Later that day, Graber was directed to attend a meeting with two of his superiors, Inspector Schmidt and Deputy Inspector Nyklewicz. At the meeting, Schmidt told Graber that the County Sheriff had found Graber's inspection of Albidress' memo book inadequate and wanted the issue addressed. Schmidt then raised a number of specific problems with the memo book: a page had been torn from the back of Albidress' book; there were personal names and phone numbers in the last few pages of Albidress' memo book; Graber should have inspected Albidress' entire memo book, not just the entries going back to the last sergeant's signature; Graber should have annotated in the margins of the memo book any errors he had observed; and Graber should have signed his badge number, in addition to his name, to note that he had inspected the book. The meeting lasted for approximately ten minutes. At its conclusion, Schmidt stated to Graber that he was not making a big deal out of the memo book issue and that Graber should consider himself "spoken to".
Then, on December 23, 2009, Captain McCabe of the Department's Internal Affairs Division initiated an investigation into Graber's inspection of Albidress' memo book. In conjunction with this investigation, Graber was interviewed by McCabe on January 21, 2010. Subsequently, the investigation was turned over to Sergeant Rutter of the Internal Affairs Division for completion. Between the January, 2010 interview of Graber and September of 2010, the record does not show that any events occurred with regard to the investigation. On September 30, 2010, Rutter interviewed Albidress as part of the investigation into Graber's conduct. On that same day, Rutter issued an investigative summary regarding the investigation, proposing that the allegations against Graber be sustained.(1) Graber was found to have violated the following rules: Milwaukee County Sheriff's Office Rule 202.20, which generally requires officers to adequately perform their duties; Milwaukee County Sheriff's Office Rule 202.66, relating specifically to officer memorandum books; a Milwaukee County civil service rule that prohibits refusing or failing to comply with departmental work rules, policies or procedures; and a Milwaukee County civil service rule that prohibits substandard or careless job performance. For having done so, Graber was suspended without pay for seven days. There was no prior disciplinary suspension on Graber's employment record.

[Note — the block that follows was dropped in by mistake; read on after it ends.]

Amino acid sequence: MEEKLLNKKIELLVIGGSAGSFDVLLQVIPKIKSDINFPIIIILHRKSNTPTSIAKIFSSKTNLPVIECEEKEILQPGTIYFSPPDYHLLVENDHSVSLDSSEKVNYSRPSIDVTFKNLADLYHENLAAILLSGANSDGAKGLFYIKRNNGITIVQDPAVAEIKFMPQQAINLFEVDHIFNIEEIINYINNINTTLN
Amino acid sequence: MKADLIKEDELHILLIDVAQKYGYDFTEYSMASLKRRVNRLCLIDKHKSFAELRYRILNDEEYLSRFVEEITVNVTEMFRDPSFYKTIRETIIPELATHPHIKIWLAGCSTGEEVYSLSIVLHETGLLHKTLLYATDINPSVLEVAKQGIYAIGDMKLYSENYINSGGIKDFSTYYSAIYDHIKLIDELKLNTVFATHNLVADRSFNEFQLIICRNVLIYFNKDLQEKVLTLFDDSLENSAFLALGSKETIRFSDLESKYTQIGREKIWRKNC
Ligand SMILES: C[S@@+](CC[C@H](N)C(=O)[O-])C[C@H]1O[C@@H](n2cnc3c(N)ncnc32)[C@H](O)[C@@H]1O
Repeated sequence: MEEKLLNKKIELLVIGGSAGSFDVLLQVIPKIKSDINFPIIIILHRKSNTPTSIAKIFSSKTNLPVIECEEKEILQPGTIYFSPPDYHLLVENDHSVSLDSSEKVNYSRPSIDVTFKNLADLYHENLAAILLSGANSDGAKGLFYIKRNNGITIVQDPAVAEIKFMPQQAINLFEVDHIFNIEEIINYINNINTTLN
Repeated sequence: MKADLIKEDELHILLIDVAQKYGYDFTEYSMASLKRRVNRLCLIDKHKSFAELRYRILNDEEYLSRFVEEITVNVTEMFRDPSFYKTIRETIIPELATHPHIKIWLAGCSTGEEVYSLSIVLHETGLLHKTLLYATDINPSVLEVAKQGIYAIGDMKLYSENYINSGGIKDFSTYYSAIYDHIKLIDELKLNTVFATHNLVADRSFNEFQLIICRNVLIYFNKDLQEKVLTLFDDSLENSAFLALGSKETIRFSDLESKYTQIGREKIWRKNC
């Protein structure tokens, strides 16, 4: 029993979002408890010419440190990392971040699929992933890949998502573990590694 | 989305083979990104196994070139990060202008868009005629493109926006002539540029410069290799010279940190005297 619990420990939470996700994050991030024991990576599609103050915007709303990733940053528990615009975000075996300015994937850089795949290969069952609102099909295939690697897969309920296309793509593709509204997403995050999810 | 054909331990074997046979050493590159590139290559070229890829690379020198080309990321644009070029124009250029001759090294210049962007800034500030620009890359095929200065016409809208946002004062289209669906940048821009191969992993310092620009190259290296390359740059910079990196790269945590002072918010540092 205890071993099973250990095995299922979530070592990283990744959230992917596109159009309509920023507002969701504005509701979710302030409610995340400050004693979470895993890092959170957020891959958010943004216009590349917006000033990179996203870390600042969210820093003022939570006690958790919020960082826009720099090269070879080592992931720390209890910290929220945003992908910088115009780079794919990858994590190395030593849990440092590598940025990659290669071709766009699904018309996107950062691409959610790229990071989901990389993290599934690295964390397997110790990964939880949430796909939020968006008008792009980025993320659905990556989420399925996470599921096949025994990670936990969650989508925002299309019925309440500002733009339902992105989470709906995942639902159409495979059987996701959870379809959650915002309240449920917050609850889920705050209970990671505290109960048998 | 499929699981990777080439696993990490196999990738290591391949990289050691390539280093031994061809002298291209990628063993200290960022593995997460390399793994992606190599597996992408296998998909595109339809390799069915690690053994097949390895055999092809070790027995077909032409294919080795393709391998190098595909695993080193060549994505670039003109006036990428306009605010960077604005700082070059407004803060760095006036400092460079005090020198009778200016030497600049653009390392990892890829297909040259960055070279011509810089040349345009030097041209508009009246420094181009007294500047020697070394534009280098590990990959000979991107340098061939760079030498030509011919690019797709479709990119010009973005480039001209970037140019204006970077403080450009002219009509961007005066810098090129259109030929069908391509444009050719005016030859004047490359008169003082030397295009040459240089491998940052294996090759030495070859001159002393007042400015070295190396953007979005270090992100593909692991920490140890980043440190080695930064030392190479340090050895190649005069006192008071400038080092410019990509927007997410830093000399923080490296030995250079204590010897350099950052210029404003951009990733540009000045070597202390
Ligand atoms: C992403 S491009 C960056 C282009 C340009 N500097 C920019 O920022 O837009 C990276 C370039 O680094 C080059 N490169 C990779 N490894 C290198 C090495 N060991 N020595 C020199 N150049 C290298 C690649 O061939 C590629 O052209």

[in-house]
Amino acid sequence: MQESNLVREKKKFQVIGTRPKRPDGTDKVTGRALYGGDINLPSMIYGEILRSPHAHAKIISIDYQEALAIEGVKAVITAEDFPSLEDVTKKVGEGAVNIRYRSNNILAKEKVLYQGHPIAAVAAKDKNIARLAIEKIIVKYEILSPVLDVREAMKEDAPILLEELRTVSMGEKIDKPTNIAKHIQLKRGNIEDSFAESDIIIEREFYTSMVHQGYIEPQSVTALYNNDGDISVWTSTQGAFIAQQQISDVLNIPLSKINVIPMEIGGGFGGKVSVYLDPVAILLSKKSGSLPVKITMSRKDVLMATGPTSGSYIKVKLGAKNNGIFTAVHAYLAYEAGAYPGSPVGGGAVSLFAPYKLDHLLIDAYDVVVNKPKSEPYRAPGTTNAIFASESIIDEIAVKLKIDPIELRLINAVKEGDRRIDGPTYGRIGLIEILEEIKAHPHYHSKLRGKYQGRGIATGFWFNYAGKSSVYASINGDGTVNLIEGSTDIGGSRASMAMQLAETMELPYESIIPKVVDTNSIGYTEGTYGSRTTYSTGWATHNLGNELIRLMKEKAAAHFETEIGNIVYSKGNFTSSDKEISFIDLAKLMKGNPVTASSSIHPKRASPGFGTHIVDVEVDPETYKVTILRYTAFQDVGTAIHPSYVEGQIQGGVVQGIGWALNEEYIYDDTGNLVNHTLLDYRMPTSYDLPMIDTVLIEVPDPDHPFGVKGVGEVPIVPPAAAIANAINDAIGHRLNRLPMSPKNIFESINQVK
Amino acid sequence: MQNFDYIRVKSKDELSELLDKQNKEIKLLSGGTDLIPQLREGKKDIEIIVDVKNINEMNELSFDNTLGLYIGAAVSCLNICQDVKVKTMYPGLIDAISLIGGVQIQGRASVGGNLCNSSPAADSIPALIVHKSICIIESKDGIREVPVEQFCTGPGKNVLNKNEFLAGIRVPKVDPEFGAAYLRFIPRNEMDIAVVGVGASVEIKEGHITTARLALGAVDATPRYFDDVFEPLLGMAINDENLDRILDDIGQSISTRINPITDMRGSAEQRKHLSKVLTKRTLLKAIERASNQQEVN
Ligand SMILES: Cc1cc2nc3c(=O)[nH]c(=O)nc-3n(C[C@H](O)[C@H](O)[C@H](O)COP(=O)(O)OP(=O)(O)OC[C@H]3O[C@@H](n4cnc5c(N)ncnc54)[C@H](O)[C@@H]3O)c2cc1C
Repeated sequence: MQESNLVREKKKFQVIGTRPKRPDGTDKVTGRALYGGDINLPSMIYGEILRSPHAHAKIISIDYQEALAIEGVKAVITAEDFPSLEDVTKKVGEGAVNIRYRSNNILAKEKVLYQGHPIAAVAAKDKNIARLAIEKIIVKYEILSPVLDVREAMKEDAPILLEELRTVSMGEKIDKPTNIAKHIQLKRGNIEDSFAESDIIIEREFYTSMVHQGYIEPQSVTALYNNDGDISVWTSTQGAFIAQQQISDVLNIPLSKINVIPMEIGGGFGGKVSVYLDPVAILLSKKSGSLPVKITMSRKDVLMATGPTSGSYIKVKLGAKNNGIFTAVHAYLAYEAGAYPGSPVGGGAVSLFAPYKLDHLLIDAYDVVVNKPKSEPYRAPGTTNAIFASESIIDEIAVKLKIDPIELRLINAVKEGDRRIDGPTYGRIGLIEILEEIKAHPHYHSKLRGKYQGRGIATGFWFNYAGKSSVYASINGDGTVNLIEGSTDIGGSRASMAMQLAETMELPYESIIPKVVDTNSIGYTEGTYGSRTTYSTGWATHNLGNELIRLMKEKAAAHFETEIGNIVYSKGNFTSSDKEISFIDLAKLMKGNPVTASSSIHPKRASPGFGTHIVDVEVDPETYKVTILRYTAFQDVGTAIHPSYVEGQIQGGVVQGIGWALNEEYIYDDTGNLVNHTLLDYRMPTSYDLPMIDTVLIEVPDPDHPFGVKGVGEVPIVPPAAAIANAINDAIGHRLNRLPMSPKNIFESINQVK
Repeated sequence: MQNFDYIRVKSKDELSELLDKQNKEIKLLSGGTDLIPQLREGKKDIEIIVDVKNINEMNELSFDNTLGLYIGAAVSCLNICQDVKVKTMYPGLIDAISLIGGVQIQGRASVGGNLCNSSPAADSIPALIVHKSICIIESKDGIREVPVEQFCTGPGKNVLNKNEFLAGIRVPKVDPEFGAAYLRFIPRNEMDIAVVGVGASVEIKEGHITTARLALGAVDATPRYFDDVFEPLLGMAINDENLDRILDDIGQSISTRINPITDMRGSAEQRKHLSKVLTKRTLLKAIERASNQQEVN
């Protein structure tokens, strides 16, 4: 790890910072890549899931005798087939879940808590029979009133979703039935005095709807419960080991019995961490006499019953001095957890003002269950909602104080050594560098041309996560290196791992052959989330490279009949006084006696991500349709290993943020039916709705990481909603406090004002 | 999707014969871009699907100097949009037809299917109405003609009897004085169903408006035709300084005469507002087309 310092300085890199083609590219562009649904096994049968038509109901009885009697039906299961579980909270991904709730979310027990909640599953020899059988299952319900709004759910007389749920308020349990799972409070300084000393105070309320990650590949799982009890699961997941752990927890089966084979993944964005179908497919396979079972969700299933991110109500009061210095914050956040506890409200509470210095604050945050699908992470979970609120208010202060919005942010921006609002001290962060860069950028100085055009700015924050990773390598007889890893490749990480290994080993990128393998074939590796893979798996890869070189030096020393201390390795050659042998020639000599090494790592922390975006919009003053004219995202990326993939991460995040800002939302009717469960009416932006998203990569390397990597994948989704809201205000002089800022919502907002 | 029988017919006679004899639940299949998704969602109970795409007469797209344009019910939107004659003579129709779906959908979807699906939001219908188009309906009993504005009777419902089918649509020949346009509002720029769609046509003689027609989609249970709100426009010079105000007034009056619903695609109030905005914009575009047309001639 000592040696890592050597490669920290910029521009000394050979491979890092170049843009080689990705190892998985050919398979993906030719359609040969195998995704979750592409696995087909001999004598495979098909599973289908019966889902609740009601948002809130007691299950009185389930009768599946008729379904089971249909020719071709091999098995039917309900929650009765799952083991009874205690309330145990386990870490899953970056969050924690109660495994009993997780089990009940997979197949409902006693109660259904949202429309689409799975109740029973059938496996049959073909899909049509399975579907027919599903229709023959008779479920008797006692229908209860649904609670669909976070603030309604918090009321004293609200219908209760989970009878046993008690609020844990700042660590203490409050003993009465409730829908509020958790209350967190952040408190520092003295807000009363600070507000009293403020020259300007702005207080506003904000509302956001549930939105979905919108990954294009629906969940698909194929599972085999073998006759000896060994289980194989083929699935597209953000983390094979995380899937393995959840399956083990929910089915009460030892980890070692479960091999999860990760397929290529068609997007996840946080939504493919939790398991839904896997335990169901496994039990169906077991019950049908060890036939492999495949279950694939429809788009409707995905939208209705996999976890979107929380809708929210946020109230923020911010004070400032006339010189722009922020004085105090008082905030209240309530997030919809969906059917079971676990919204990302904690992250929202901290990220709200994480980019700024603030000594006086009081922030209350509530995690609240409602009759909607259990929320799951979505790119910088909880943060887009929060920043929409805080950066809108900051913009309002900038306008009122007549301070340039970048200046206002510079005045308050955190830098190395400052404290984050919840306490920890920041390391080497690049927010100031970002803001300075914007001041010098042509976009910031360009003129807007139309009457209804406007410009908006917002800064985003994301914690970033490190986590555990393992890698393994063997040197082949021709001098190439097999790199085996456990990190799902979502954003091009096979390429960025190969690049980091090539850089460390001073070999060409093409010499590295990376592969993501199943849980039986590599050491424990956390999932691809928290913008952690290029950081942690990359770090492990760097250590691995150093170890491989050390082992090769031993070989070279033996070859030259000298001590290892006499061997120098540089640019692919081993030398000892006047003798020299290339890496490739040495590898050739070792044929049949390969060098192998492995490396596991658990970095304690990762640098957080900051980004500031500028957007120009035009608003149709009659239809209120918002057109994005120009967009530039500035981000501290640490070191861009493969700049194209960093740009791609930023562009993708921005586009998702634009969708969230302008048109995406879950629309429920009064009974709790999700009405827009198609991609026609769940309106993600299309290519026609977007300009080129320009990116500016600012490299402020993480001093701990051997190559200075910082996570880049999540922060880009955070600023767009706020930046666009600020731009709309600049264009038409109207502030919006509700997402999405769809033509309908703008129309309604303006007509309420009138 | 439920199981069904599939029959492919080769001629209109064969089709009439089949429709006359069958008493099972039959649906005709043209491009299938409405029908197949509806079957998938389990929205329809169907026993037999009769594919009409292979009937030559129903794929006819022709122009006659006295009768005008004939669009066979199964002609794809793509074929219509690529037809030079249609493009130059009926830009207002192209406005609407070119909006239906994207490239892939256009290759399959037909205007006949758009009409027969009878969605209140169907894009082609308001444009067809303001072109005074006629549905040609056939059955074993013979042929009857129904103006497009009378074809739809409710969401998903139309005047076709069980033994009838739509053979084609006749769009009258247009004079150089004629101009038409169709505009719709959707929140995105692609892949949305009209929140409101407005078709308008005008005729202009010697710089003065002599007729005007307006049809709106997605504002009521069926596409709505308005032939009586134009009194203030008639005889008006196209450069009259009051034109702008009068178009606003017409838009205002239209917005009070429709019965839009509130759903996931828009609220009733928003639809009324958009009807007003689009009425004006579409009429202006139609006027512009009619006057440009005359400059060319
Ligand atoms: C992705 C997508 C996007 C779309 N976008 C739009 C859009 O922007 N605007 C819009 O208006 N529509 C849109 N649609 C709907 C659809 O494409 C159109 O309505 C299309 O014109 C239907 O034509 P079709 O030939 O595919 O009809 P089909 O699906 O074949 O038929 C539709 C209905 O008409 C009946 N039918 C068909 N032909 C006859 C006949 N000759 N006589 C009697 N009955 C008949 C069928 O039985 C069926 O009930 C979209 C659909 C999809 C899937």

The first entry in Albidress' memo book that is the focus of this case is dated January 22, 2009. The first inspection by a supervisor is notated in May of 2009 with the following: "Keep day book up-to-date 5-8 Sgt TM Carlson". The second inspection by a supervisor is notated between entries dated July 22, 2009, and July 23, 2009, with the following: "Sgt TM Carlson". A third inspection by a supervisor is notated between entries dated September 28, 2009, and September 29, 2009, with the following: "Sgt [P.] (2) 5021". A fourth inspection is notated between entries dated October 23, 2009, and October 24, 2009, with the following: "Sgt TM Carlson S-82". A fifth inspection is notated between entries dated